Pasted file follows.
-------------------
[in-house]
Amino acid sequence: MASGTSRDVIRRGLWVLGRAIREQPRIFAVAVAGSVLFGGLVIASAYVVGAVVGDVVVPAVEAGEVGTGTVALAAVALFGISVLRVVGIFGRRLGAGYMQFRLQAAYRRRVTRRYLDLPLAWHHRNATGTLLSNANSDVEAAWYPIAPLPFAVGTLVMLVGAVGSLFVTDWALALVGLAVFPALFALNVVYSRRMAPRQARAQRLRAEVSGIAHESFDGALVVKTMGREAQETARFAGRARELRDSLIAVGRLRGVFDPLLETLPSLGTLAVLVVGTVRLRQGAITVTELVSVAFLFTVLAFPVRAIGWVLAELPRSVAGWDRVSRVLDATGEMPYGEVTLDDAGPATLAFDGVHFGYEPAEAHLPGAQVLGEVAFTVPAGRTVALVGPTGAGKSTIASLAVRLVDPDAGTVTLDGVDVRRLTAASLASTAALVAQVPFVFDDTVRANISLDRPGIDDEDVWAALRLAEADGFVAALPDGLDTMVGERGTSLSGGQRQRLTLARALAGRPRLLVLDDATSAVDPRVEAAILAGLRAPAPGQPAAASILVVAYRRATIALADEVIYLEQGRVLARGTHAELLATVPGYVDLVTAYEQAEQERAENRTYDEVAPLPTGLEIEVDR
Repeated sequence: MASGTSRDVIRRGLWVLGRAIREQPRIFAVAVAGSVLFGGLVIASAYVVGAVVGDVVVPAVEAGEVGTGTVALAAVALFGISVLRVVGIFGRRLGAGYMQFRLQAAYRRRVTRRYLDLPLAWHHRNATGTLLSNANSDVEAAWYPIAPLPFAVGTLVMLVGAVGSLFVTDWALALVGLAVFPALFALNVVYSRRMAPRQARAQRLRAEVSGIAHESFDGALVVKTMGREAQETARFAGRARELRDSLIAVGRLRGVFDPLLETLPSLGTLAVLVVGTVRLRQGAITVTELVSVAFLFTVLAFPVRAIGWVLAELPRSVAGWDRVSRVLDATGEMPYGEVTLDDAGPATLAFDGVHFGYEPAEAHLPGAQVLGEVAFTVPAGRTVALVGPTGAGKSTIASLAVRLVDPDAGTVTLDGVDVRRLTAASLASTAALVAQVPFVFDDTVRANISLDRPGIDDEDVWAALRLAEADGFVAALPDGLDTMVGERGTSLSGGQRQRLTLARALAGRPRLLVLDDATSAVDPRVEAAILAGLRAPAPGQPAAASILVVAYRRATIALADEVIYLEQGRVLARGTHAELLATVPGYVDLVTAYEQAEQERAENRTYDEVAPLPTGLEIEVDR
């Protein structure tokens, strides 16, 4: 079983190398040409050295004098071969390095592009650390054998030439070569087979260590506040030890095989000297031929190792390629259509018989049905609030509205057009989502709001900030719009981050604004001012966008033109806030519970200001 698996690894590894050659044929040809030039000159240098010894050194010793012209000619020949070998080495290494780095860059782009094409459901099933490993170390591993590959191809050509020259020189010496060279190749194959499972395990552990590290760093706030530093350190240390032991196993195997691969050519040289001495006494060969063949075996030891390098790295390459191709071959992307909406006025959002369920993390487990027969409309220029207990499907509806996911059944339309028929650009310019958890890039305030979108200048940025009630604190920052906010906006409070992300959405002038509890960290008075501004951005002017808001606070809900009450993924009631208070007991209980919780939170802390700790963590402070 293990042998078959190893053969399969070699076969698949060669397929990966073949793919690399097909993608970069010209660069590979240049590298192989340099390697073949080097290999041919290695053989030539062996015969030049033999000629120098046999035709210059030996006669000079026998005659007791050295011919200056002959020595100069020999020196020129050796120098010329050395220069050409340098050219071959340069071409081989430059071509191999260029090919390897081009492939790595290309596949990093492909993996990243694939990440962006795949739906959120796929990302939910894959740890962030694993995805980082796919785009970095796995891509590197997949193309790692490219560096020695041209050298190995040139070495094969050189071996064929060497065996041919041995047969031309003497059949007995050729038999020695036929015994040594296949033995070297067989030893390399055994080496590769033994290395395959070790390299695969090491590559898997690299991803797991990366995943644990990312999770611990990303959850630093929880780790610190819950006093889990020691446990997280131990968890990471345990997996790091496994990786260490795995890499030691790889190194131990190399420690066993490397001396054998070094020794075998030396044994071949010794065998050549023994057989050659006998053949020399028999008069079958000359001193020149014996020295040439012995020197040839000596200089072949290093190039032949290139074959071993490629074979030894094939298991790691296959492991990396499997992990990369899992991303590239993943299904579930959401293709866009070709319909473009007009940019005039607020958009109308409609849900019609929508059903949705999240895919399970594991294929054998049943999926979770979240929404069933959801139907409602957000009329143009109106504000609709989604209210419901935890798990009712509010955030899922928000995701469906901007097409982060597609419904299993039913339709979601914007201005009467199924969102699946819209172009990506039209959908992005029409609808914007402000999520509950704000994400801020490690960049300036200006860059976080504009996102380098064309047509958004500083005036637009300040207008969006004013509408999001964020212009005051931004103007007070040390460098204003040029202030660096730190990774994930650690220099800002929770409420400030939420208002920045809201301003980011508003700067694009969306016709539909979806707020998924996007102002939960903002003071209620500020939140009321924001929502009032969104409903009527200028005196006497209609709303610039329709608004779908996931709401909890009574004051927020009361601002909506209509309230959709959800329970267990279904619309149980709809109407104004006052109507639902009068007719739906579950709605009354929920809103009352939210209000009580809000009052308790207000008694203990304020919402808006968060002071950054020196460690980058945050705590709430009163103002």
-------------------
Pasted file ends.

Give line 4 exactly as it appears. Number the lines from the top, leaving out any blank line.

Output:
């Protein structure tokens, strides 16, 4: 079983190398040409050295004098071969390095592009650390054998030439070569087979260590506040030890095989000297031929190792390629259509018989049905609030509205057009989502709001900030719009981050604004001012966008033109806030519970200001 698996690894590894050659044929040809030039000159240098010894050194010793012209000619020949070998080495290494780095860059782009094409459901099933490993170390591993590959191809050509020259020189010496060279190749194959499972395990552990590290760093706030530093350190240390032991196993195997691969050519040289001495006494060969063949075996030891390098790295390459191709071959992307909406006025959002369920993390487990027969409309220029207990499907509806996911059944339309028929650009310019958890890039305030979108200048940025009630604190920052906010906006409070992300959405002038509890960290008075501004951005002017808001606070809900009450993924009631208070007991209980919780939170802390700790963590402070 293990042998078959190893053969399969070699076969698949060669397929990966073949793919690399097909993608970069010209660069590979240049590298192989340099390697073949080097290999041919290695053989030539062996015969030049033999000629120098046999035709210059030996006669000079026998005659007791050295011919200056002959020595100069020999020196020129050796120098010329050395220069050409340098050219071959340069071409081989430059071509191999260029090919390897081009492939790595290309596949990093492909993996990243694939990440962006795949739906959120796929990302939910894959740890962030694993995805980082796919785009970095796995891509590197997949193309790692490219560096020695041209050298190995040139070495094969050189071996064929060497065996041919041995047969031309003497059949007995050729038999020695036929015994040594296949033995070297067989030893390399055994080496590769033994290395395959070790390299695969090491590559898997690299991803797991990366995943644990990312999770611990990303959850630093929880780790610190819950006093889990020691446990997280131990968890990471345990997996790091496994990786260490795995890499030691790889190194131990190399420690066993490397001396054998070094020794075998030396044994071949010794065998050549023994057989050659006998053949020399028999008069079958000359001193020149014996020295040439012995020197040839000596200089072949290093190039032949290139074959071993490629074979030894094939298991790691296959492991990396499997992990990369899992991303590239993943299904579930959401293709866009070709319909473009007009940019005039607020958009109308409609849900019609929508059903949705999240895919399970594991294929054998049943999926979770979240929404069933959801139907409602957000009329143009109106504000609709989604209210419901935890798990009712509010955030899922928000995701469906901007097409982060597609419904299993039913339709979601914007201005009467199924969102699946819209172009990506039209959908992005029409609808914007402000999520509950704000994400801020490690960049300036200006860059976080504009996102380098064309047509958004500083005036637009300040207008969006004013509408999001964020212009005051931004103007007070040390460098204003040029202030660096730190990774994930650690220099800002929770409420400030939420208002920045809201301003980011508003700067694009969306016709539909979806707020998924996007102002939960903002003071209620500020939140009321924001929502009032969104409903009527200028005196006497209609709303610039329709608004779908996931709401909890009574004051927020009361601002909506209509309230959709959800329970267990279904619309149980709809109407104004006052109507639902009068007719739906579950709605009354929920809103009352939210209000009580809000009052308790207000008694203990304020919402808006968060002071950054020196460690980058945050705590709430009163103002």